Medicare Premium Going Up 13% To $88.50 A Month Next Year
The basic Medicare monthly premium will go up to $88.50 next year, an increase of about $10 from what 42 million Medicare members are paying now, the Bush presidential administration announced last week.
The premium is deducted from a member’s Social Security check, which may make the increase less painful. In all probability, the new prescription drug coverage many members will start receiving next January 1 will also be deducted from their Social Security checks, another $32 or so that some seniors won’t notice is being withheld.
That’s $120.50 seniors are paying up front for basic doctor’s services, X-rays, and diagnostic tests under Part B, along with the prescription drug coverage. Add to that another $110 that members pay for the Medicare deductible, and basic out-of-pocket health care expenses for an individual senior add up to $244.50.
Whoever said seniors were getting a free ride for their medical care was sadly mistaken.
All of these expenditures come at a time seniors’ home heating bills are predicted probably to increase sharply this year because of the fuel shortage, making the picture even bleaker.
However, whatever savings might be realized from the new prescription drug coverage plan must be factored in. This is no certainty, however, because seniors will be enrolling in the prescription drug coverage program for the first time and will have to wait to see if promised savings develop.
Federal medical officials say that the Medicare premium and deductible are steadily increasing because the federal government is paying doctors more for the services they perform. Private healthcare plans that cover Medicare eligible members are also getting more money from Washington for the services they perform.
The reason for higher payments to doctors and the healthcare plans is the same in both cases—both doctors and healthcare plans are providing more care to patients, more doctor visits, more X-rays and MRIs, so the costs keep going up.
Fortunately, in general, health and longevity are improving, too. Preventive health care, which is being practiced by doctors, keeps seniors in better health and reduces costly hospital stays which in turn reduces the federal government’s Medicare costs also.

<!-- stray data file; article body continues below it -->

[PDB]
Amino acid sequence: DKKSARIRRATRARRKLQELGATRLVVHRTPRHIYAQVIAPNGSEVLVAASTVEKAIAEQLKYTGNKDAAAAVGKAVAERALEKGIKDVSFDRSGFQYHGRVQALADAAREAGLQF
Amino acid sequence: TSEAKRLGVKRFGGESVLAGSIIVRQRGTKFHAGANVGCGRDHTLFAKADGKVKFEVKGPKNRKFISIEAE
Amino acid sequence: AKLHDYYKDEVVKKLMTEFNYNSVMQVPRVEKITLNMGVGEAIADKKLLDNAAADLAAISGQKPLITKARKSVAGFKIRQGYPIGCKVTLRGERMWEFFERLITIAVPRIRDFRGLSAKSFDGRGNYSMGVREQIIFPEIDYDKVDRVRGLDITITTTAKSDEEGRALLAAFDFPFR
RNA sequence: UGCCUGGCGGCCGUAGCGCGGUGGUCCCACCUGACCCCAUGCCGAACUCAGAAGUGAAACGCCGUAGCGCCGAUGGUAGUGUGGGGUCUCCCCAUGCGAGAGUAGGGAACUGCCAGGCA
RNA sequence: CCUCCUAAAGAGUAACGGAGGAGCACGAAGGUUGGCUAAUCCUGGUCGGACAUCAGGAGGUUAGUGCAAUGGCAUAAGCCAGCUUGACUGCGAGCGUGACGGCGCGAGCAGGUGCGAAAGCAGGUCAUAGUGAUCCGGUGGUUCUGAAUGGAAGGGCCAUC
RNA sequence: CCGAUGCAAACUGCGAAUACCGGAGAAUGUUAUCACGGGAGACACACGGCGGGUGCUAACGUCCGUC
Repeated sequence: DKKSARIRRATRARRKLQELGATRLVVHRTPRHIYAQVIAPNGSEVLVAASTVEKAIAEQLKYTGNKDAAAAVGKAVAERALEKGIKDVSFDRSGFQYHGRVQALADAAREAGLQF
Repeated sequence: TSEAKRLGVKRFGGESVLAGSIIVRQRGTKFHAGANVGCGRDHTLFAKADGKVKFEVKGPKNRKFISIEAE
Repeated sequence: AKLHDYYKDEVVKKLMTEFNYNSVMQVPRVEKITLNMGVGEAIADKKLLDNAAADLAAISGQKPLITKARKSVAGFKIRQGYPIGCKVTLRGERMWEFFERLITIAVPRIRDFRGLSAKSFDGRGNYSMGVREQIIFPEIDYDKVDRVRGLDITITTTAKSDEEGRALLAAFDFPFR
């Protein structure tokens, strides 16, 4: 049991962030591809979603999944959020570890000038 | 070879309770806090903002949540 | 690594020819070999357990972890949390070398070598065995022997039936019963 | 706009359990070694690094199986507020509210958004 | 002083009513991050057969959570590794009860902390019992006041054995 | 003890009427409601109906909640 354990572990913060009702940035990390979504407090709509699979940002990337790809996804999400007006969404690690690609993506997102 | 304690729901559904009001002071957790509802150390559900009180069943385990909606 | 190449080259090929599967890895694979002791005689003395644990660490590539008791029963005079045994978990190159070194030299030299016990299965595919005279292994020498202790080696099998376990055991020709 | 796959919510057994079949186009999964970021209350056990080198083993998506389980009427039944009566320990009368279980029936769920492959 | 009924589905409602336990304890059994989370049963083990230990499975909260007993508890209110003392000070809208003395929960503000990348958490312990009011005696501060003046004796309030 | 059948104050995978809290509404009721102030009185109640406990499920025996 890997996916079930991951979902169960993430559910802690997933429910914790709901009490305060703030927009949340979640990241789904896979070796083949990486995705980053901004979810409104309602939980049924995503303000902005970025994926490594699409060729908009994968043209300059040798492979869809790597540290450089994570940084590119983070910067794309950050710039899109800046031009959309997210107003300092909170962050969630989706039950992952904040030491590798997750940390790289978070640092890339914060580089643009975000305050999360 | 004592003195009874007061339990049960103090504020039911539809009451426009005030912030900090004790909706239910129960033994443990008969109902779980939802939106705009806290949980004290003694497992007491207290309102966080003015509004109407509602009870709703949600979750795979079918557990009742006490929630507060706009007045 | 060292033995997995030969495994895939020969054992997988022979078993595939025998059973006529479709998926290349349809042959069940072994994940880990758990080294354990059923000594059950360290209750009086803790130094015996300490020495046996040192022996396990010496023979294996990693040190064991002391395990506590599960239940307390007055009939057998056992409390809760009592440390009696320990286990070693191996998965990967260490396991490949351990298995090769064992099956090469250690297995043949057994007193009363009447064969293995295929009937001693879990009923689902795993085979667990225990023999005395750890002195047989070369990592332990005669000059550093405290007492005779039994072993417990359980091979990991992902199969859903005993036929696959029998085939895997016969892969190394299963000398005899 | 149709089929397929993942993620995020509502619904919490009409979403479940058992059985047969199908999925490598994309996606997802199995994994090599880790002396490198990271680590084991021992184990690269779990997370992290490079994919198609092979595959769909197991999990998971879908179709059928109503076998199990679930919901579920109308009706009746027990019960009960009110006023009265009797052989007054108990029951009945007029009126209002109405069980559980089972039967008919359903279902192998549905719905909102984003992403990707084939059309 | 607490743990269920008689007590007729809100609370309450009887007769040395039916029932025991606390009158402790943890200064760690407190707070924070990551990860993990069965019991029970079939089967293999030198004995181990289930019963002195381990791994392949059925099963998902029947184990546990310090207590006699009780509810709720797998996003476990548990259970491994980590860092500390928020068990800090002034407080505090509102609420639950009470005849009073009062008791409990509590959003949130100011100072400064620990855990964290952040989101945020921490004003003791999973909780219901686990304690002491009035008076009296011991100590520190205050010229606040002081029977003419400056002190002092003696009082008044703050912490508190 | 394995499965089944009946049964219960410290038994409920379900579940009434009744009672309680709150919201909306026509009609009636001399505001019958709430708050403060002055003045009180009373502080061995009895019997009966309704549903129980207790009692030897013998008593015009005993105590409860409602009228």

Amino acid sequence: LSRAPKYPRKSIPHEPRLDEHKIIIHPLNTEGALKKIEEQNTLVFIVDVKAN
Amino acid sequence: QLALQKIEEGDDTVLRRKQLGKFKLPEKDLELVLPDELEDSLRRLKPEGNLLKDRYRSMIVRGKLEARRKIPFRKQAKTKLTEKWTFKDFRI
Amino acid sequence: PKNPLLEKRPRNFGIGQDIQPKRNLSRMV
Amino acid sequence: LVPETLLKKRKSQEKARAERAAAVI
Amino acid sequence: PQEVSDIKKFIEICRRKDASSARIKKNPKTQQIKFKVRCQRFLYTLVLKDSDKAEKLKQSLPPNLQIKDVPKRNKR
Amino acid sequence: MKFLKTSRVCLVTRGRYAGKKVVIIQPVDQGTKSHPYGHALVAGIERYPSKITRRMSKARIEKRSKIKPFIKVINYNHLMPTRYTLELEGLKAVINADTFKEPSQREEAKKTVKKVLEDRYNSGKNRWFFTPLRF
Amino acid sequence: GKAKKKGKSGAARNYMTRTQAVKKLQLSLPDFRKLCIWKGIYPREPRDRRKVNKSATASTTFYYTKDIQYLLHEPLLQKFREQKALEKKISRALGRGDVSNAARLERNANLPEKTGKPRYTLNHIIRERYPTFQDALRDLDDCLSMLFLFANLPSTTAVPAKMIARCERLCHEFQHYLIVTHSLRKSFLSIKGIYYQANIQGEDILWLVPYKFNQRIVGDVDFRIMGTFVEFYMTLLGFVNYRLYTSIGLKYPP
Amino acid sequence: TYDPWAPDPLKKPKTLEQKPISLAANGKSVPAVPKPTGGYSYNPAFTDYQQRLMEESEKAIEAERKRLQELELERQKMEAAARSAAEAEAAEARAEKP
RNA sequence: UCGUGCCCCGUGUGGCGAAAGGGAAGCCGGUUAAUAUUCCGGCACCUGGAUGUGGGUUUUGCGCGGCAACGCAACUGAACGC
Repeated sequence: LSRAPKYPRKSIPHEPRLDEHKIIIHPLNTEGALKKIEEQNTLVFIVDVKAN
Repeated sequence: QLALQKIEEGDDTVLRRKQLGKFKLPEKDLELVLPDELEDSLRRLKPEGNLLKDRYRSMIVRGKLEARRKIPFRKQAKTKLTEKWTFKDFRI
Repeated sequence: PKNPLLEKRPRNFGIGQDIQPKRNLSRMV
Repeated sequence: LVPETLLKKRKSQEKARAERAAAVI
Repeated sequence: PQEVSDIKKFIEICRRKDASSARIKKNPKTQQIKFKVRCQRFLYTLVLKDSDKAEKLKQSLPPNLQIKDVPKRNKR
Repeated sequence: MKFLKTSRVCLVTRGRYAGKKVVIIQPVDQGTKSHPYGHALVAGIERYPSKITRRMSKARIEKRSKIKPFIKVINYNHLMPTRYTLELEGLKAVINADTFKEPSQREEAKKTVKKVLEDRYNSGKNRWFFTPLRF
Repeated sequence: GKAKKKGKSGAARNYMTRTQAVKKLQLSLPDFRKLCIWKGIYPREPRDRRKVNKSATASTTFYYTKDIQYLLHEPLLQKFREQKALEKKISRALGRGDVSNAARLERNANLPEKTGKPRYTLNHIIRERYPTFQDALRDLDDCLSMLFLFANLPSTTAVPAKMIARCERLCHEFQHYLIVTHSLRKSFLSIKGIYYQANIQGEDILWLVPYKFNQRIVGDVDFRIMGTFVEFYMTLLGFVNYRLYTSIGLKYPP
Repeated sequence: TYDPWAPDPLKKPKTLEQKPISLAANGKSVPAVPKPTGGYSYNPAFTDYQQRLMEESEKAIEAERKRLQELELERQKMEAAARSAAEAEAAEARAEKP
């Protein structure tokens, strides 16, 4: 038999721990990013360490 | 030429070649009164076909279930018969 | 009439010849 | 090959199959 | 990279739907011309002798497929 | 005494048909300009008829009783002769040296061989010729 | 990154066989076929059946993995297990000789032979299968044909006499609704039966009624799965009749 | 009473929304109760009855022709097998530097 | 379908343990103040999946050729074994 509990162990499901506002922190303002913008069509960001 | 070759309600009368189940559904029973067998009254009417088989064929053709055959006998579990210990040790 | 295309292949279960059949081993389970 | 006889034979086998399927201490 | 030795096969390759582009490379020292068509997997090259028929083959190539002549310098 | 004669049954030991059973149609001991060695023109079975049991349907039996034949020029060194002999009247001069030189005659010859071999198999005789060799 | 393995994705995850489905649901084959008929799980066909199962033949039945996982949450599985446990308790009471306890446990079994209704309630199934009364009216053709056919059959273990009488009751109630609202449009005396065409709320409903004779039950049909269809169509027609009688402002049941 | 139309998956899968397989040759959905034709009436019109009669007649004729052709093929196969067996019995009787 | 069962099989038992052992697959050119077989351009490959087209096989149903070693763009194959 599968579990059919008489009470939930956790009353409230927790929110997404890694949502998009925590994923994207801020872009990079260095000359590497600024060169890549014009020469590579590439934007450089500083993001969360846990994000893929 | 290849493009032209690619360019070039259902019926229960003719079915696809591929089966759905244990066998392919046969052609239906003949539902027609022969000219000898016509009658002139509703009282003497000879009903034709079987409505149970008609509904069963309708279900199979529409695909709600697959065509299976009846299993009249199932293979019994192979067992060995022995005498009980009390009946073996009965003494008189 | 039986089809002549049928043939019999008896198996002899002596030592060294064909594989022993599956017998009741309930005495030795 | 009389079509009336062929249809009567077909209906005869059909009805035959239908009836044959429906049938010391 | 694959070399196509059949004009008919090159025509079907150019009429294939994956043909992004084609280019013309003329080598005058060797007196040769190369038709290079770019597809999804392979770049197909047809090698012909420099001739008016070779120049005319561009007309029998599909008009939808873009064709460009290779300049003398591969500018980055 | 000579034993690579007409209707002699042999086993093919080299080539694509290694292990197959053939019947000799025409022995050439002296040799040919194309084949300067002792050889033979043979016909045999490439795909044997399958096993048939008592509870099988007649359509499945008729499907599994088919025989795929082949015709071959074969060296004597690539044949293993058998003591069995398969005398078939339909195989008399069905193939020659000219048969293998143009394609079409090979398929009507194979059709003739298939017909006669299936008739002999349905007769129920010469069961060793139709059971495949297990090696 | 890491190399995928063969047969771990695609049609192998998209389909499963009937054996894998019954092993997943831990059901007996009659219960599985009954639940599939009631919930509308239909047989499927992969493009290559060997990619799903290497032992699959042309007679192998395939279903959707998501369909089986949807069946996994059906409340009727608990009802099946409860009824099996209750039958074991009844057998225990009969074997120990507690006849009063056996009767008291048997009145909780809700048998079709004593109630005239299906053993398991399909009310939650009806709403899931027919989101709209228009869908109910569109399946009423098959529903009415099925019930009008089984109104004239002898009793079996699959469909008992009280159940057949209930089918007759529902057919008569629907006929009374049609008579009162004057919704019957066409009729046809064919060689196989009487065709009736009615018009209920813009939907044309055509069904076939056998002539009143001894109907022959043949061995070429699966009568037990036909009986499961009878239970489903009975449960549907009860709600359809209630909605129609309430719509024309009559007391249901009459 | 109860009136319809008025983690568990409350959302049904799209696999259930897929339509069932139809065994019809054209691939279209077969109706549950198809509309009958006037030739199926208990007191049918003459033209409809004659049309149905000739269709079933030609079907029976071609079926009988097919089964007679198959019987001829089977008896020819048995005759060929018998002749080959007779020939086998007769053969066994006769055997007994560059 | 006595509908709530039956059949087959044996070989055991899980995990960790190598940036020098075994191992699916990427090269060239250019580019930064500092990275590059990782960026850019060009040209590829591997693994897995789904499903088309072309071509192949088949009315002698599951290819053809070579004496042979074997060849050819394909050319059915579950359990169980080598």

In the overall scheme, seniors’ medical costs go up steadily, year after year, because doctor and health care services keep improving each year. In some cases, doctors may be giving unnecessary care to some individuals, but this is hard to measure and hard to control, federal health officials say.
Basically, it is the individual Medicare member who can best exert some control over steadily rising costs. Perhaps as word gets around about the new increase in the Medicare premium and the increase in the deductible for 2006, Medicare members might start complaining about the current costly trend in health care and could bring about some changes. We’ll have to wait and see.
SEEK HIGHER CO-PAYS FOR MEDICAID, TOO: There was also a report from Washington last week that a panel known as the Medicaid Commission is proposing that co-payments required from Medicaid patients should be increased from $3 to $5. These involve doctor visits for adults, dispensing of prescription drugs and outpatient hospital visits. The minimum co-payment hasn’t been changed for more than 20 years, the report said.
Bush Administration officials said the $2 increase in the co-payment was not a great imposition on an individual, but doctors argued against it, saying it would deter some people from continuing to schedule doctor visits. The change would ultimately have to be approved by the Congress.
The proposed co-payment increase is the latest in a series of proposals to reduce costs for Medicaid, the healthcare program for low-income persons.